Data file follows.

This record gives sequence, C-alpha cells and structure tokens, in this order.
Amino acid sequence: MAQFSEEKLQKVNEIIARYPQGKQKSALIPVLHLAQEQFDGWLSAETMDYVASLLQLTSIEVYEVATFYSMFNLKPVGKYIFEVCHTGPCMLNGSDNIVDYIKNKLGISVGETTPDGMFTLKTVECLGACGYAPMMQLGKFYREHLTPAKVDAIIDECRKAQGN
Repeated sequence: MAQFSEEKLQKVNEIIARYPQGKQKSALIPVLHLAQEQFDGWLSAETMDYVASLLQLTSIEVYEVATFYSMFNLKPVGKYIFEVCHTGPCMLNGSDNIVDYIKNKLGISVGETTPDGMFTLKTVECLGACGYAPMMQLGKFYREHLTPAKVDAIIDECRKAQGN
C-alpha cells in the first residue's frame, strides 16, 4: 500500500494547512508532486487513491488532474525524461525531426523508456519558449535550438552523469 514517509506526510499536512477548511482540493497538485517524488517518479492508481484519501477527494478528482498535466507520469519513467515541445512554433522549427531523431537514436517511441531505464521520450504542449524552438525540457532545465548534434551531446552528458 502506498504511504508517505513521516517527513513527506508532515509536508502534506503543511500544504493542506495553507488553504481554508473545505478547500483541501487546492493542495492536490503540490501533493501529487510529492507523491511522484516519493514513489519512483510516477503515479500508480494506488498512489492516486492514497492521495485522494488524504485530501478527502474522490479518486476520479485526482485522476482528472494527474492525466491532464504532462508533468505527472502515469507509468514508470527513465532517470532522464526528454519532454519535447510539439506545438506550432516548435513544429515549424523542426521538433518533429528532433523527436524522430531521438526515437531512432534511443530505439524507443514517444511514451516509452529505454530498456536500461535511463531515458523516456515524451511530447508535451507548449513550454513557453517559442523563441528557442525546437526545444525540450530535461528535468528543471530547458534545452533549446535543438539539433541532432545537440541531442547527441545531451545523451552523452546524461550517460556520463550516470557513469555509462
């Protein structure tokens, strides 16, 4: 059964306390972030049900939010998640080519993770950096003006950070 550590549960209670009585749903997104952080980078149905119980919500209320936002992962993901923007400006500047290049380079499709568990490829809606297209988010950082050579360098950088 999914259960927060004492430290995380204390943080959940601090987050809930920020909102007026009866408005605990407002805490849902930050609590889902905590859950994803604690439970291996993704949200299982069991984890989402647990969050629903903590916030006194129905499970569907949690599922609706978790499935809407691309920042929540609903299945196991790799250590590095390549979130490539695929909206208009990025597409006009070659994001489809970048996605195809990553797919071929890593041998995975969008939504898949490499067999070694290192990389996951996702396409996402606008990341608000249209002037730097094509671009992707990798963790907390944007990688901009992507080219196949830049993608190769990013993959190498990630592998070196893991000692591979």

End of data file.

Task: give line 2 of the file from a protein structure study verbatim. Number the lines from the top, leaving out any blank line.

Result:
Amino acid sequence: MAQFSEEKLQKVNEIIARYPQGKQKSALIPVLHLAQEQFDGWLSAETMDYVASLLQLTSIEVYEVATFYSMFNLKPVGKYIFEVCHTGPCMLNGSDNIVDYIKNKLGISVGETTPDGMFTLKTVECLGACGYAPMMQLGKFYREHLTPAKVDAIIDECRKAQGN